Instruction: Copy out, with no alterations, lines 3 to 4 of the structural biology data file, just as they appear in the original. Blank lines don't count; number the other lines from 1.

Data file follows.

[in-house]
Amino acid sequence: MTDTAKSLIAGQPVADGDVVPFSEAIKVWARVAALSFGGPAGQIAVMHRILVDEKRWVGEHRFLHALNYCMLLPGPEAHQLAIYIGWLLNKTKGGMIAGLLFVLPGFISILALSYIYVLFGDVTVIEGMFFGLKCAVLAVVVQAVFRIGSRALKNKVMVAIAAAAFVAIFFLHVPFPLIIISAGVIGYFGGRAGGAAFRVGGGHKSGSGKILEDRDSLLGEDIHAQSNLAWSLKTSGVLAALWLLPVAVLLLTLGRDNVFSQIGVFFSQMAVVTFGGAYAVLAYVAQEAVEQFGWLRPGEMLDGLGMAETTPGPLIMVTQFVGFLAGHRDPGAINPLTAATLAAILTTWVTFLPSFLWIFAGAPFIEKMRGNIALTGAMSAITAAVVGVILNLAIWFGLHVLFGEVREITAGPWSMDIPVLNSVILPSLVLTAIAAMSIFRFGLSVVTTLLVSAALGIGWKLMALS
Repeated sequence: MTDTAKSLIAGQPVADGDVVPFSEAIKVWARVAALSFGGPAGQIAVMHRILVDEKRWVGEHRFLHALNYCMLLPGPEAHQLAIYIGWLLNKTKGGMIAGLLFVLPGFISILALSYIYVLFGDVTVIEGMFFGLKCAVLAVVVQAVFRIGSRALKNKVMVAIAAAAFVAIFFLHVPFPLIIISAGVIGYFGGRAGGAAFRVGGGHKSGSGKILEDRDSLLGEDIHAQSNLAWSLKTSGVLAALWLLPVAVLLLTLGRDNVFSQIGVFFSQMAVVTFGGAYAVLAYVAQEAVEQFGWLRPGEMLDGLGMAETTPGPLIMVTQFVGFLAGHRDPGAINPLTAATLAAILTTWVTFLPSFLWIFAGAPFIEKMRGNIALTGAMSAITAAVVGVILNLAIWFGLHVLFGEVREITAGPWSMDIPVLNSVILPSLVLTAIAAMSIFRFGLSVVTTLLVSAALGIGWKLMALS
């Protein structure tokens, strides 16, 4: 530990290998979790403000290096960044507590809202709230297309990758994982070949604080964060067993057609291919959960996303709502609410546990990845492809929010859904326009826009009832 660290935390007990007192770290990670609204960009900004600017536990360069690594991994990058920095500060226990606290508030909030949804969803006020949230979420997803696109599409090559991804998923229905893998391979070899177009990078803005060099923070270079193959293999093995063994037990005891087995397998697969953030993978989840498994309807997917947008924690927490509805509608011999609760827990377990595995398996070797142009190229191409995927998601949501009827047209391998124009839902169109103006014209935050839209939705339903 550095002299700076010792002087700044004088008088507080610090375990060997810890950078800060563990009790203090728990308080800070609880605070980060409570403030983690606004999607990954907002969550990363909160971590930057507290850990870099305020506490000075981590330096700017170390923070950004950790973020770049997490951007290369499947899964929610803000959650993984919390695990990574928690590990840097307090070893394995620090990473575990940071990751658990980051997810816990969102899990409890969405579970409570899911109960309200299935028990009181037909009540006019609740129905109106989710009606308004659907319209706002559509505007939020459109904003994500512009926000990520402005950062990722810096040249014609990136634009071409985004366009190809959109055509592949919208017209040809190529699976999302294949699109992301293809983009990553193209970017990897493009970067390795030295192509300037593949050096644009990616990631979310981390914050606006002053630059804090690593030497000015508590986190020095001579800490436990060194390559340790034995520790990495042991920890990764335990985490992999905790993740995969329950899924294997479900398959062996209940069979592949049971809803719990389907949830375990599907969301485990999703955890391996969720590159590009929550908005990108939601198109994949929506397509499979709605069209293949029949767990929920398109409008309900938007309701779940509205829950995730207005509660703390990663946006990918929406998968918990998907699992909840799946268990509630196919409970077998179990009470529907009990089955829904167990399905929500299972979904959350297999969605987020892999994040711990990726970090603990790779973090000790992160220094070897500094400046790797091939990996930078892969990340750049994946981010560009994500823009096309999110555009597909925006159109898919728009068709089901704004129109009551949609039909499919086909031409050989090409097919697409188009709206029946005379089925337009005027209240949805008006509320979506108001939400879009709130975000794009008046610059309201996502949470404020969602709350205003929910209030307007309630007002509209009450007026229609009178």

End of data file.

Repeated sequence: MTDTAKSLIAGQPVADGDVVPFSEAIKVWARVAALSFGGPAGQIAVMHRILVDEKRWVGEHRFLHALNYCMLLPGPEAHQLAIYIGWLLNKTKGGMIAGLLFVLPGFISILALSYIYVLFGDVTVIEGMFFGLKCAVLAVVVQAVFRIGSRALKNKVMVAIAAAAFVAIFFLHVPFPLIIISAGVIGYFGGRAGGAAFRVGGGHKSGSGKILEDRDSLLGEDIHAQSNLAWSLKTSGVLAALWLLPVAVLLLTLGRDNVFSQIGVFFSQMAVVTFGGAYAVLAYVAQEAVEQFGWLRPGEMLDGLGMAETTPGPLIMVTQFVGFLAGHRDPGAINPLTAATLAAILTTWVTFLPSFLWIFAGAPFIEKMRGNIALTGAMSAITAAVVGVILNLAIWFGLHVLFGEVREITAGPWSMDIPVLNSVILPSLVLTAIAAMSIFRFGLSVVTTLLVSAALGIGWKLMALS
């Protein structure tokens, strides 16, 4: 530990290998979790403000290096960044507590809202709230297309990758994982070949604080964060067993057609291919959960996303709502609410546990990845492809929010859904326009826009009832 660290935390007990007192770290990670609204960009900004600017536990360069690594991994990058920095500060226990606290508030909030949804969803006020949230979420997803696109599409090559991804998923229905893998391979070899177009990078803005060099923070270079193959293999093995063994037990005891087995397998697969953030993978989840498994309807997917947008924690927490509805509608011999609760827990377990595995398996070797142009190229191409995927998601949501009827047209391998124009839902169109103006014209935050839209939705339903 550095002299700076010792002087700044004088008088507080610090375990060997810890950078800060563990009790203090728990308080800070609880605070980060409570403030983690606004999607990954907002969550990363909160971590930057507290850990870099305020506490000075981590330096700017170390923070950004950790973020770049997490951007290369499947899964929610803000959650993984919390695990990574928690590990840097307090070893394995620090990473575990940071990751658990980051997810816990969102899990409890969405579970409570899911109960309200299935028990009181037909009540006019609740129905109106989710009606308004659907319209706002559509505007939020459109904003994500512009926000990520402005950062990722810096040249014609990136634009071409985004366009190809959109055509592949919208017209040809190529699976999302294949699109992301293809983009990553193209970017990897493009970067390795030295192509300037593949050096644009990616990631979310981390914050606006002053630059804090690593030497000015508590986190020095001579800490436990060194390559340790034995520790990495042991920890990764335990985490992999905790993740995969329950899924294997479900398959062996209940069979592949049971809803719990389907949830375990599907969301485990999703955890391996969720590159590009929550908005990108939601198109994949929506397509499979709605069209293949029949767990929920398109409008309900938007309701779940509205829950995730207005509660703390990663946006990918929406998968918990998907699992909840799946268990509630196919409970077998179990009470529907009990089955829904167990399905929500299972979904959350297999969605987020892999994040711990990726970090603990790779973090000790992160220094070897500094400046790797091939990996930078892969990340750049994946981010560009994500823009096309999110555009597909925006159109898919728009068709089901704004129109009551949609039909499919086909031409050989090409097919697409188009709206029946005379089925337009005027209240949805008006509320979506108001939400879009709130975000794009008046610059309201996502949470404020969602709350205003929910209030307007309630007002509209009450007026229609009178």